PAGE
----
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Culture, Leisure

Fear of a Vanilla City

by Gustav Preller / 05.02.2010

Don't fear, it's just gentrification

Eastwards: “Luxury cars and toilet paper for everyone.”
It was a December night and I was in a Volksküche – a sort of wannabe soup kitchen for cultivated ascetics – off the Frankfurter Allee in Friedrichshain. I was there on ratty sofas with two girls who worked for the department of economic development and collaboration – a government department that gives German tax money to third world countries (they call them developing countries or “partner lands”) – to develop.

Franziska was chronicling her spiritual revelations during a Jacobean pilgrimage in Spain. A guy with a head consisting 50% of dreadlocks and 50% of skin, overheard the conversation and added his experience of the same pilgrimage: “I went on that pilgrimage and it was like all walking in semi-desert and all…and with all those 20 person dorms I couldn’t have sex with my girlfriend. So we hitchiked down to Portugal. And then there was sex again.”

We were drinking cheap Glühwein and eating the three-course vegan, organic, fairly-and-communally-prepared-by-young-people-who-work-for-love-and-not-for-any-filthy-system, lentil soup, when I heard the shocking sentence:
“Berlin isn’t sexy anymore.”
Say what?
I looked around the smoggy, squalid room. Vintage German music was playing through the boom-boxes. The room was populated by dread-locks, piercings, leather jackets and pavement specials – all in some state of devouring red lentil soup. No one seemed to notice the heretic.
The slander couldn’t have been aimed at the über-sassy German capital which even its mayor once called, “Poor, but sexy”. No way.
“Berlin is getting fat,” the slanderer continued, rolling a cigarette from a pouch of American Spirit tobacco. “It’s like its lard-filled toes are popping out of it’s retro-high heels. It’s gotten fat. Not curvy, cute phat. FAT.”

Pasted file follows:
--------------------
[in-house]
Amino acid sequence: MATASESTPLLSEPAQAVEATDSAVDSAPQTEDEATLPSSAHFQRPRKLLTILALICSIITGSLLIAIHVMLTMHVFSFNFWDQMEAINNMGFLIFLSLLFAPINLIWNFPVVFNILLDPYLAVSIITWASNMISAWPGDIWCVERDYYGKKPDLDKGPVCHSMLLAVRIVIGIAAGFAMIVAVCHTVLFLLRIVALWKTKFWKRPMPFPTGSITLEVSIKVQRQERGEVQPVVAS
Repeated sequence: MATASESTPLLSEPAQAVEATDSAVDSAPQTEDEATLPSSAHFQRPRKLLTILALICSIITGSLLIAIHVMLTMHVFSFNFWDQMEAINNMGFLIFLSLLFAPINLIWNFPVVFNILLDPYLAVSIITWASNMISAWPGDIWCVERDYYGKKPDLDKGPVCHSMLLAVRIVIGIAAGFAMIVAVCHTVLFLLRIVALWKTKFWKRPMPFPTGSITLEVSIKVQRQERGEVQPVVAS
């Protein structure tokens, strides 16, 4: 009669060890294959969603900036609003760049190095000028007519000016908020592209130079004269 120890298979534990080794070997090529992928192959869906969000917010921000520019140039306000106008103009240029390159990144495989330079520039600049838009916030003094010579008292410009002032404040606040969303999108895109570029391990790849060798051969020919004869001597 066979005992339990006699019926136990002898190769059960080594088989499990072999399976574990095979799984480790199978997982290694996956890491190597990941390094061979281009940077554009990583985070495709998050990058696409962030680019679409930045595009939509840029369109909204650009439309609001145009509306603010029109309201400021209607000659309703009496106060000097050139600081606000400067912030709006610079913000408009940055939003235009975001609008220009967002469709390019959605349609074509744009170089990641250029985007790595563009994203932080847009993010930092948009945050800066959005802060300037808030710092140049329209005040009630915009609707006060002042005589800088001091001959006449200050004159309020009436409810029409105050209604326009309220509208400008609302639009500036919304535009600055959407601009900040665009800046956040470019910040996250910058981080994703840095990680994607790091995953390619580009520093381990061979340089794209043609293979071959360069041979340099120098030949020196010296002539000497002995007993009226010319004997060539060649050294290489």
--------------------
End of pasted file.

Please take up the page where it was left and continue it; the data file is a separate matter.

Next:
It was the über-sassy Hauptstadt.
The slanderer wore black Diesel Design Lab shoes, slightly roughened. I could see he was German from his pastel cardigan and the €40 haircut that left him with a blonde fringe licking his forehead.
“Soon Berlin will be just another European city… This place will probably be a dentist’s waiting room. The island is sinking! This June, I’m quitting my job with my girlfriend. It’s going to be the last proper Berlin party-summer.”

A stray mutt wormed through the coats on the floor and started licking the lacquered shoes. The Diesel Design Lab shoes.
I went to get more Glühwein at the counter. The guy behind the counter was wearing a T-shirt reading “Free Palestine.” I scraped my €2 coin on the counter, but he was slow in responding – he was rolling a joint. I stole a glimpse into the kitchen to see if it was still in operation. Cabbage on the counters shared space with dirty squeegees, and lead paints. A poster on the kitchen door revealed that the room was used as a silk-screening workshop on Tuesdays, a meeting hall for the Neo-Marxists on Wednesdays.
Stepping into the Damen/Herren restroom on my way out, I found strategically written in permanent marker on the brown tiles: “Luxury cars and toilet paper for everyone.”

Streaker, Hakesche Höfe

Streaker, Hakesche Höfe

Something else
Once “poor, but sexy”, a spectre is haunting Berlin. It is a spectre so horrifying the German language had to borrow a name for it from English. Gentrification. Barely has that word been uttered and the dread-locks smoothen, the tattoos peel off, and the piercings cannon out.
“Berlin has always been kind of an island,” a British guy who runs the bookshop East of Eden on Schreinerstrasse told me. “When it was still West-Berlin, Berlin was a place of draft-ditchers and students, who lived off the heaps of Deutschmarks pumped in from the West. After reunification, with all the combined East-West living space and rock-bottom rent, Berlin still has that irresponsible playground feel. It also has the dark ex-communism charm. It’s a place where people come to be something else.”
Something else indeed: the biggest sin if you are young and in Berlin is being spiessig.
Becoming a pram-pusher in Prenzlauerberg is being spiessig. Practising monogamy, making coffee the next morning, thinking of 2009, pursuing a viable career, having money, owning a car, driving a car – these are all very spiessig.

Spiessig adj. Bourgeois, square, middle-class.